She was also willing to travel to remote areas whenever the opportunity arose. “People tried to scare me off by saying that audiences in those faraway places would be racist and would reject me, but that never happened,” says Martha. “I have always thought of audiences as my friends, even if they had never seen anyone like me before. I can honestly say that I have never experienced rejection or racism from any audience.
“I do have to watch what I say when I perform in countries like Guatemala,” she admits, noting that she does not tell jokes about her sexual orientation there. “I like to know what is going on in the news, but I understand that I have to take care in any comments I make. But if I were scared in those situations, I would be scared all the time. I know that younger audiences there are very proper and very religious, like my own younger sister. But I can still connect with them. In Canada, it’s fine to be completely open. That’s one of the reasons I love this country.”
Martha’s interest in current affairs has led to frequent appearances on such CBC shows as Because News and The Debaters, as well as on television specials such as CBC’s Comics! and the Comedy Network’s, Something About Martha. She travels a great deal for appearances at comedy festivals and corporate shows. In addition, she has written and toured three semi-autobiographical, one-woman plays to great acclaim. In 2018, she was named the standup comic of the year at the Canadian Comedy Awards, after several previous awards as the best female comic. In short, she has become one of Canada’s most popular standup comedians.
She jokingly narrows her considerable achievements in comedy by calling herself “the most famous LGBTQ-Nicaraguan-Canadian standup comic in the world.”
Rooted in her self-deprecating humour and the warmth of her personality, her material is drawn from her life experiences and all that she sees around her. That which amuses her is fodder for her performances. Events that concern her are the basis for her activism and her fierce advocacy for civil rights.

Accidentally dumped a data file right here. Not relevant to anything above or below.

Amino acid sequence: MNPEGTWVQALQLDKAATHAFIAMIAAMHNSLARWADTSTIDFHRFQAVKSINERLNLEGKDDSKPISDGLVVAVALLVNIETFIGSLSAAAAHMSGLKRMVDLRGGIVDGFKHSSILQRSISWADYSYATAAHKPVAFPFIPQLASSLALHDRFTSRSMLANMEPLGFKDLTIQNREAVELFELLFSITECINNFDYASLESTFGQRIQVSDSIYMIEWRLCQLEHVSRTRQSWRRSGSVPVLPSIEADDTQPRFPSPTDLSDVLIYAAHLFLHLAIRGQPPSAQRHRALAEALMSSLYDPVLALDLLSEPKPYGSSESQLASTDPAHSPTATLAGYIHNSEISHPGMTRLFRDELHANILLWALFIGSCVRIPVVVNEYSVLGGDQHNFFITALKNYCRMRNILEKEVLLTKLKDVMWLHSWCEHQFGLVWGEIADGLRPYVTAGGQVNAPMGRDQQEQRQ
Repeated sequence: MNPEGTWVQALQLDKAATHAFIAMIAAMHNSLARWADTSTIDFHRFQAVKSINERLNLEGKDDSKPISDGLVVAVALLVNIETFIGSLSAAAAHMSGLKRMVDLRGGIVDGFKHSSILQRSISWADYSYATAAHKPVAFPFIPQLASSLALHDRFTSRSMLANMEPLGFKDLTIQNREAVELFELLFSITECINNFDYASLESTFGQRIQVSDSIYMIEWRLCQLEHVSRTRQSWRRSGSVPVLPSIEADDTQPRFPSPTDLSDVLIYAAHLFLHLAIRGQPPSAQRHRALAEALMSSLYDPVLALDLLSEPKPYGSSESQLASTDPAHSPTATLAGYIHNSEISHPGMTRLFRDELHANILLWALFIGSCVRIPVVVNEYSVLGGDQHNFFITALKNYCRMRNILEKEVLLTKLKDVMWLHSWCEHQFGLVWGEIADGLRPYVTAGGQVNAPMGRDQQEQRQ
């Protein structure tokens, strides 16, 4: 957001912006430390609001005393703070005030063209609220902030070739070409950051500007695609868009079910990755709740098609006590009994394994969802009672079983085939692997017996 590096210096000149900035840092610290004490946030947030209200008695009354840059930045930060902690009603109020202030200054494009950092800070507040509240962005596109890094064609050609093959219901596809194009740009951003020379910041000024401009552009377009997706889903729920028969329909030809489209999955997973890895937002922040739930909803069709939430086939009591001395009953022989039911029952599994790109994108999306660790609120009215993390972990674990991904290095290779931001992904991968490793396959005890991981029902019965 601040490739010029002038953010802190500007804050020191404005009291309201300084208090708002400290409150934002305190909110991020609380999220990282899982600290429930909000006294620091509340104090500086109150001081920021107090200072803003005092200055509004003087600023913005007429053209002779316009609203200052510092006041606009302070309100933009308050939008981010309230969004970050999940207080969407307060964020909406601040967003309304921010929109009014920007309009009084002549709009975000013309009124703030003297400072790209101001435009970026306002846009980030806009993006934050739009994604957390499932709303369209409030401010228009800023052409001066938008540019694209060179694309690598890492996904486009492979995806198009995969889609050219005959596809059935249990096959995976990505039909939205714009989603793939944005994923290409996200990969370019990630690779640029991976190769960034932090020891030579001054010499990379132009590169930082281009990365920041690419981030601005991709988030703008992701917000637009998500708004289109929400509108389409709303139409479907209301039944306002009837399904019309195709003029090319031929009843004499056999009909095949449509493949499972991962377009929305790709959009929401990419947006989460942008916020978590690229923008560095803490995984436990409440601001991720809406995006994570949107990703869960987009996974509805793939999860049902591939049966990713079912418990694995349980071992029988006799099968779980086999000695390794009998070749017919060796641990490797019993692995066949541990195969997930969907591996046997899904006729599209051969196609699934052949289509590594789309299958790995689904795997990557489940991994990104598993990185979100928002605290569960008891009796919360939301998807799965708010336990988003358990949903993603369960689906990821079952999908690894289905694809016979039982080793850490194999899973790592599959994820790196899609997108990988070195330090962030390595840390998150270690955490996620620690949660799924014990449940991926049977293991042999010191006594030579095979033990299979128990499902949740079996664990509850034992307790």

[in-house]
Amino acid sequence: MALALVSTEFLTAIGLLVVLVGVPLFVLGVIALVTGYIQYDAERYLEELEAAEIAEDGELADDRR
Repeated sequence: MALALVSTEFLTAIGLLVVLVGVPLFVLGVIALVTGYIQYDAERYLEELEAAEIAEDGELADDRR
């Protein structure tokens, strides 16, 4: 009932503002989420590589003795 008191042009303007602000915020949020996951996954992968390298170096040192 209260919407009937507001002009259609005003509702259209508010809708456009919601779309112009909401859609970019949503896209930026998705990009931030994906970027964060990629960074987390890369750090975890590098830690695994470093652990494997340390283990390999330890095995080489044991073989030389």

“Sometimes, it is hard when I see what’s happening around me,” she says. “I have found many things that have happened in the U.S. upsetting and frightening. What did Trump’s words about making America great again really mean? Didn’t he mean get rid of gays, immigrants, people of colour, everything that I am? I am afraid in case ideas like his take hold in Canada. I was very worried by the truckers’ protest in Ottawa, for instance. To me, it was an effort to disrupt the government.”
Helping others and passing on all she has learned after a quarter of a century in the entertainment business is important to her. To that end, she supports the next generation of comedy practitioners through teaching and mentorship.
“I love teaching,” she says. “I took standup comedy to Guatemala. Now some of my students are teaching others. There’s no comedy club there yet, but it will come.”
She recently joined the faculty at Humber College, teaching standup in the Comedy Writing and Performance diploma course. This, she says, is her way of helping more Canadians practise the craft in her adopted country.
“If you love what you do, you can teach your students to love it too,” she says. “I want my students to find their voices and be the best they can be without copying anybody else’s style. Voice is the most important part of standup. Audiences have to know who is speaking to them.”
And there is never any doubt about that for audiences, as Martha Chaves shares her humour and life stories with sellout crowds across Canada and the Americas.
“Comedy has led me to a very interesting life,” says Martha, who lives in Toronto with Linda, her partner of 11 years, and their two Siamese cats, George Michael Carlin and Amy Whinemeows. “I just started off wanting to make people laugh. I didn’t think I’d ever be well-known or a role model for anyone. I’ve had many wonderful opportunities just because I’m a comedienne. I’ve been able to communicate with so many people through comedy and I want to keep on doing it as long as possible.”